This image is exceedingly meta for those in the know. The image isn’t really a celebration of Harrison Ford or anyone of the three franchises his various images reference. It’s pure pop. The design is three reference on top of a reference on top of another reference. Besides the three IP’s there’s Andy Warhol and the silk screen he made from a movie still of Elvis pointing his gun (“Triple Elvis“). This movie still itself is from a film called “Flaming Star“.
The inclusion of some of the smudges surrounding the figure is and interesting choice. The smudges aren’t exactly faithful to the original screen print. The fact that they’re identical instead of unique suggests that while the artist’s wanted to highlight the pedigree of the work he wasn’t paying attention to the nature of the processes that made up that work. These smudges would have been accidental and as such non-uniform within the silk screening process. The restraint in color pallet and the color blocking are generally well done, but the edges of the figures make the figures feel a bit flat. The flatness of the images suggesting block print rather than that of screen. One of the more clever aspects of the work is the fact that the guns are smudged in order to make the designs more uniform. Most of this is just nitpicking in any case. The image is strong and non-descript. There are multiple layers of reference besides the gun equals virility component that Warhol was channeling in the initial work.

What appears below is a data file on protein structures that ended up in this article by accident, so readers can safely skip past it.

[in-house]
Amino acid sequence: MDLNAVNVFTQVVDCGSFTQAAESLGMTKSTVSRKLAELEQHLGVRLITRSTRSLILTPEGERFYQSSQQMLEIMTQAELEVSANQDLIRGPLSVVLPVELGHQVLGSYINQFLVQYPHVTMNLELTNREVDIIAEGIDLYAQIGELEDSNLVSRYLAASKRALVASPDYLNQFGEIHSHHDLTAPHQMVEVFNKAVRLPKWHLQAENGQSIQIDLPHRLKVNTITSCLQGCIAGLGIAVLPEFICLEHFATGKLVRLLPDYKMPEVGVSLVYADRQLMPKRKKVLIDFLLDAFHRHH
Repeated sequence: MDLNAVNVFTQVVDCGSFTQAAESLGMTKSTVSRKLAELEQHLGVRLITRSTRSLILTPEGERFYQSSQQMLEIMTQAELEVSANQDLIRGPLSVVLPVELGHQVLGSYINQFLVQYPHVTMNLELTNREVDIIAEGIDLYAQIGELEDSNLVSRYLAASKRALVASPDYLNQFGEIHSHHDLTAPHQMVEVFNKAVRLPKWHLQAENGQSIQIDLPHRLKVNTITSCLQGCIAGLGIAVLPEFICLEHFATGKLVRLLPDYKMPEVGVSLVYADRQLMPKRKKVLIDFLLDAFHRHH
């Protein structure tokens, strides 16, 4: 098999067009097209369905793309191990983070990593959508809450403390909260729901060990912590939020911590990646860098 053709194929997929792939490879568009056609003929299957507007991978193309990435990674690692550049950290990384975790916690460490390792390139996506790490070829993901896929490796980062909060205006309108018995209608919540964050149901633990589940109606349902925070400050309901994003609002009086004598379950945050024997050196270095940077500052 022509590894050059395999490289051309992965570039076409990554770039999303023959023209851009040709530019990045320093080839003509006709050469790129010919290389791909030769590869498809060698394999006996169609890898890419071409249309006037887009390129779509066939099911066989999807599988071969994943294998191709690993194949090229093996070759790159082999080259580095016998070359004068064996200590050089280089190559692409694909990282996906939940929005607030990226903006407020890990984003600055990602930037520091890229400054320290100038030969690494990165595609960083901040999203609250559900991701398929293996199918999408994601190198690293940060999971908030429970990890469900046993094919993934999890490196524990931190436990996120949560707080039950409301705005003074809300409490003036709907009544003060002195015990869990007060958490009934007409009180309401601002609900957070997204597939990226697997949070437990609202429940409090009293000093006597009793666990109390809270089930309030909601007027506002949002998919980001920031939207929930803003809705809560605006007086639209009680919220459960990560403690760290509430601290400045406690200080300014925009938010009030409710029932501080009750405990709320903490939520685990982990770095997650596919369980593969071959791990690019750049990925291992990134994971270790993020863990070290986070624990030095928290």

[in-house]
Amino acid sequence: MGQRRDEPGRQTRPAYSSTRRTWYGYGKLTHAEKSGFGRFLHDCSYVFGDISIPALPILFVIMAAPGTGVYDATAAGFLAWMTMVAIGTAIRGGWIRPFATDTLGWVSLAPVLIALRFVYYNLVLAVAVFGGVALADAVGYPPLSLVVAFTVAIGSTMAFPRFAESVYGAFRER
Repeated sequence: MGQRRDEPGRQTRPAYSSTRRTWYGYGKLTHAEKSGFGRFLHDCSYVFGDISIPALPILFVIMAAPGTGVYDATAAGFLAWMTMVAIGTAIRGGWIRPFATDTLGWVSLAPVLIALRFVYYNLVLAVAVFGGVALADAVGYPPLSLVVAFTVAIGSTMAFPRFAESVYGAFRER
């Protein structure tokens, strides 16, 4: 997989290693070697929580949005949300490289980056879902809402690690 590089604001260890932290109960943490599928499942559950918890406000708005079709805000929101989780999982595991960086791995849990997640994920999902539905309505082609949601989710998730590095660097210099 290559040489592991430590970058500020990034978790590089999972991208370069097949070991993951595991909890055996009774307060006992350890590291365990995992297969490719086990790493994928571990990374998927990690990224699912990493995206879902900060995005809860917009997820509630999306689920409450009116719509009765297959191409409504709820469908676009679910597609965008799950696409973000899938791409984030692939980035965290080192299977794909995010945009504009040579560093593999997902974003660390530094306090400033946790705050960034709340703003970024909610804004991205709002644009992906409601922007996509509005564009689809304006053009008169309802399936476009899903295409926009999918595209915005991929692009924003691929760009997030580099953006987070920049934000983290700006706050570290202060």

Normally if you see enough references or touchstones of a genre/ an era you can predict exactly who a work like this will appeal to. This work is all over the place in its use of symbolism, but in a coherent way that seems to suggest a multi-generational style. The way children take on some of the touchstones of their parents youth: the records they hear at home as kids and continue liking as adults, some fashion their parents refused to give up and they later find themselves liking; this image sort of has that vibe to it. There’s something 50’s, 70’s, 80’s, 90’s and 00’s about the imagery all within a sand and ocean, maybe, tropical, sort of context.